William Fitzsimmons – Lions
It’s difficult for an album of guitar-folk to stand out amongst the abundance of guitar-folk records that come out every year, especially when it’s an artist previously unbeknownst to me. Lions is his fifth record in almost a decade but I’m a newbie.
What makes Lions stand out is the ambience within the songs. Depth added to the recordings in the way of production and arrangement, layering the songs with additional guitars, strings, drums, backing vocals (by Rosie Thomas) or electronic blending by producer Chris Walla using synthesizers, loops, or just simply reverb.
Without this ambience, nothing about the songs would be lost; these additions aren’t needed to make them whole. But with them adds an extra dimension that truly brings them alive.
William’s solemn songwriting evokes loss, failure, painful nostalgia, but his delivery keeps them in check as if he’s yet to externalize the pain revealed in the lyrics. As such, there is little variation across the record and even within songs. While the sound is ace from the first words uttered of Well Enough, there are few lows or highs from there to provide contrast. When a song is given a pattern, it sticks with it.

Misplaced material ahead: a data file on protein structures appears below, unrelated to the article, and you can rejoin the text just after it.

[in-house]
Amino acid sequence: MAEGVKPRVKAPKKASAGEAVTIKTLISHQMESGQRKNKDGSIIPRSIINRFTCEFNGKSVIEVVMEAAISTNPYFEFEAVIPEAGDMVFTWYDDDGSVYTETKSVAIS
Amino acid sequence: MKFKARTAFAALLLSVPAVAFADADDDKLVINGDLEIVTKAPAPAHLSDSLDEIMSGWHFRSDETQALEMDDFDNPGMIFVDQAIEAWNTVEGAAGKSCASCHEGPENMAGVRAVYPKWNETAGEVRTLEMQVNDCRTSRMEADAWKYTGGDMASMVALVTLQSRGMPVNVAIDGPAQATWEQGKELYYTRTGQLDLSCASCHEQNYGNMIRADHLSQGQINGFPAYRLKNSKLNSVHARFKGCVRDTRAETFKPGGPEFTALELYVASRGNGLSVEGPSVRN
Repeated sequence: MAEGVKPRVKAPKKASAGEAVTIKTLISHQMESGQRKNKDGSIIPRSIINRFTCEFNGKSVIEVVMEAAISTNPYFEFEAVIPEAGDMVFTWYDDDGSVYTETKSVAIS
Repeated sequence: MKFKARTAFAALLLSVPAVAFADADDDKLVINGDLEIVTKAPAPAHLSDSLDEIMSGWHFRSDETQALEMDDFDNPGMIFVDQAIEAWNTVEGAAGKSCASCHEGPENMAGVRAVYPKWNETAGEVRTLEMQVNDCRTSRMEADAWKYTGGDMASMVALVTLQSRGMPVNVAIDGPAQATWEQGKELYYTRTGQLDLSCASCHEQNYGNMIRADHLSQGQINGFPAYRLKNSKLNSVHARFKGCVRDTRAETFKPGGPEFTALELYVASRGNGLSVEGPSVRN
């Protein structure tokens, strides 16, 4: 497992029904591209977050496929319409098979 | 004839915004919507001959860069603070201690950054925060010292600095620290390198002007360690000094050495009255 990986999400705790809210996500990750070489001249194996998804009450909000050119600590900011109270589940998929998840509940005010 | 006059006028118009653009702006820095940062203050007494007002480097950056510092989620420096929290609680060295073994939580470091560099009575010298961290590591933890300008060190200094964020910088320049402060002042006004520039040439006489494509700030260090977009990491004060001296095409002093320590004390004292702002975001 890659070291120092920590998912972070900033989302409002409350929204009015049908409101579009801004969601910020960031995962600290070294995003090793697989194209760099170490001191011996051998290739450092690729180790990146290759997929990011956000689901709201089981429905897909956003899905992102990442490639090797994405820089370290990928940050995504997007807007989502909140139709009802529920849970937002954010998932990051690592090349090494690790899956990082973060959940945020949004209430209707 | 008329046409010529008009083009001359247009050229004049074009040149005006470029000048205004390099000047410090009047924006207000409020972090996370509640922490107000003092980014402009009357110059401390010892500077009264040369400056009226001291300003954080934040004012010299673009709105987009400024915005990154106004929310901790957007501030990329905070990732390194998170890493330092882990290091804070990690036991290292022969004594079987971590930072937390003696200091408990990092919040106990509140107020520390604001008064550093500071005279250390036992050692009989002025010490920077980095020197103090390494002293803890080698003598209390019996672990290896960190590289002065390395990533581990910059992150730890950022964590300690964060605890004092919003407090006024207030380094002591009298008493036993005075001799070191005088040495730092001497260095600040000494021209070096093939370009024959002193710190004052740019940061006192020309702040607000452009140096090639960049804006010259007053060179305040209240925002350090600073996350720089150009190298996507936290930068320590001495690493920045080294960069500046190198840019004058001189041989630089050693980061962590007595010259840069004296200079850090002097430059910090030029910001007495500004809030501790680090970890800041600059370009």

On the upside, it’s very soothing and gentle, and strangely consistent. On the downside, it can be hard to hold attention. If one song doesn’t reel you in, none of the others likely will either.
But to those whose attention Lions catches, it can be very worthwhile as the record is filled with beautiful songs made up of simple melodies that cut through the baggage and dig deep. For me, it’s one of the best folk records I’ve come across in years and is easily among the top for the year so far.
And for the record, the song that caught my attention was Fortune. (video below)